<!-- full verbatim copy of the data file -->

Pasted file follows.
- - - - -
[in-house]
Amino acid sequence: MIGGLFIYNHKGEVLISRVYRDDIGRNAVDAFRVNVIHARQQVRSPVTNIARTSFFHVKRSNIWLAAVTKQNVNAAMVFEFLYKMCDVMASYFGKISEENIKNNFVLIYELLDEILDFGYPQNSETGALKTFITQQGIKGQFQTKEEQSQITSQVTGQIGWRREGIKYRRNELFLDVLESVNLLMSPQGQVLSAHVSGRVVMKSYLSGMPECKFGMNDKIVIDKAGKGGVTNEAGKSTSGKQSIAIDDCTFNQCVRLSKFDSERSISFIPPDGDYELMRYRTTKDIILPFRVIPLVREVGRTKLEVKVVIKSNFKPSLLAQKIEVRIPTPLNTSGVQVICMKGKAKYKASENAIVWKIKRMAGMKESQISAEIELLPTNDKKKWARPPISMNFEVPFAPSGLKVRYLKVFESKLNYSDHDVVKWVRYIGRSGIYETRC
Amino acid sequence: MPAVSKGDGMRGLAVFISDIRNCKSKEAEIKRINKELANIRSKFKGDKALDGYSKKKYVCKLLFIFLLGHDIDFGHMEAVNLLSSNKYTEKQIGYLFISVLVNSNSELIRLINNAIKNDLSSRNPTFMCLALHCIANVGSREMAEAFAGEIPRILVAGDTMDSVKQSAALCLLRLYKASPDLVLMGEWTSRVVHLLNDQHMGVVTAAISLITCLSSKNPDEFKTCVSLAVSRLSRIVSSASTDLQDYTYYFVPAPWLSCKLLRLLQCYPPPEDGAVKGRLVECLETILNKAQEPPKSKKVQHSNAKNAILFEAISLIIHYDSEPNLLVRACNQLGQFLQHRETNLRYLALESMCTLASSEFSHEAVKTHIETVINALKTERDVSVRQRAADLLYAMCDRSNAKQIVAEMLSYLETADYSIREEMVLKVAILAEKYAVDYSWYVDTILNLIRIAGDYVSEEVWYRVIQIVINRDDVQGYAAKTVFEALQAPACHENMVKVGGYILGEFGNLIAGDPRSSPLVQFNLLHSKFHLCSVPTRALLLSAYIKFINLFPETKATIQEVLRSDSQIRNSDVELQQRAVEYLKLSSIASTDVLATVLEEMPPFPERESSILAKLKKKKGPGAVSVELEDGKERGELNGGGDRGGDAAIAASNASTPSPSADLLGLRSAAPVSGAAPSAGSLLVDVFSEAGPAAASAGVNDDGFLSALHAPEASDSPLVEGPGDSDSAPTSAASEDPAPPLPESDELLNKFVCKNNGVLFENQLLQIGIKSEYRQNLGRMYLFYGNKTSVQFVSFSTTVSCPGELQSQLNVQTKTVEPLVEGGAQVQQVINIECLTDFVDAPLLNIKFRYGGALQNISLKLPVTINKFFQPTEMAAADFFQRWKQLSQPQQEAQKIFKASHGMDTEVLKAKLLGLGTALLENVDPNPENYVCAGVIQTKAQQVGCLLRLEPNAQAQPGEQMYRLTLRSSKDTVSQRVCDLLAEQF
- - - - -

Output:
[in-house]
Amino acid sequence: MIGGLFIYNHKGEVLISRVYRDDIGRNAVDAFRVNVIHARQQVRSPVTNIARTSFFHVKRSNIWLAAVTKQNVNAAMVFEFLYKMCDVMASYFGKISEENIKNNFVLIYELLDEILDFGYPQNSETGALKTFITQQGIKGQFQTKEEQSQITSQVTGQIGWRREGIKYRRNELFLDVLESVNLLMSPQGQVLSAHVSGRVVMKSYLSGMPECKFGMNDKIVIDKAGKGGVTNEAGKSTSGKQSIAIDDCTFNQCVRLSKFDSERSISFIPPDGDYELMRYRTTKDIILPFRVIPLVREVGRTKLEVKVVIKSNFKPSLLAQKIEVRIPTPLNTSGVQVICMKGKAKYKASENAIVWKIKRMAGMKESQISAEIELLPTNDKKKWARPPISMNFEVPFAPSGLKVRYLKVFESKLNYSDHDVVKWVRYIGRSGIYETRC
Amino acid sequence: MPAVSKGDGMRGLAVFISDIRNCKSKEAEIKRINKELANIRSKFKGDKALDGYSKKKYVCKLLFIFLLGHDIDFGHMEAVNLLSSNKYTEKQIGYLFISVLVNSNSELIRLINNAIKNDLSSRNPTFMCLALHCIANVGSREMAEAFAGEIPRILVAGDTMDSVKQSAALCLLRLYKASPDLVLMGEWTSRVVHLLNDQHMGVVTAAISLITCLSSKNPDEFKTCVSLAVSRLSRIVSSASTDLQDYTYYFVPAPWLSCKLLRLLQCYPPPEDGAVKGRLVECLETILNKAQEPPKSKKVQHSNAKNAILFEAISLIIHYDSEPNLLVRACNQLGQFLQHRETNLRYLALESMCTLASSEFSHEAVKTHIETVINALKTERDVSVRQRAADLLYAMCDRSNAKQIVAEMLSYLETADYSIREEMVLKVAILAEKYAVDYSWYVDTILNLIRIAGDYVSEEVWYRVIQIVINRDDVQGYAAKTVFEALQAPACHENMVKVGGYILGEFGNLIAGDPRSSPLVQFNLLHSKFHLCSVPTRALLLSAYIKFINLFPETKATIQEVLRSDSQIRNSDVELQQRAVEYLKLSSIASTDVLATVLEEMPPFPERESSILAKLKKKKGPGAVSVELEDGKERGELNGGGDRGGDAAIAASNASTPSPSADLLGLRSAAPVSGAAPSAGSLLVDVFSEAGPAAASAGVNDDGFLSALHAPEASDSPLVEGPGDSDSAPTSAASEDPAPPLPESDELLNKFVCKNNGVLFENQLLQIGIKSEYRQNLGRMYLFYGNKTSVQFVSFSTTVSCPGELQSQLNVQTKTVEPLVEGGAQVQQVINIECLTDFVDAPLLNIKFRYGGALQNISLKLPVTINKFFQPTEMAAADFFQRWKQLSQPQQEAQKIFKASHGMDTEVLKAKLLGLGTALLENVDPNPENYVCAGVIQTKAQQVGCLLRLEPNAQAQPGEQMYRLTLRSSKDTVSQRVCDLLAEQF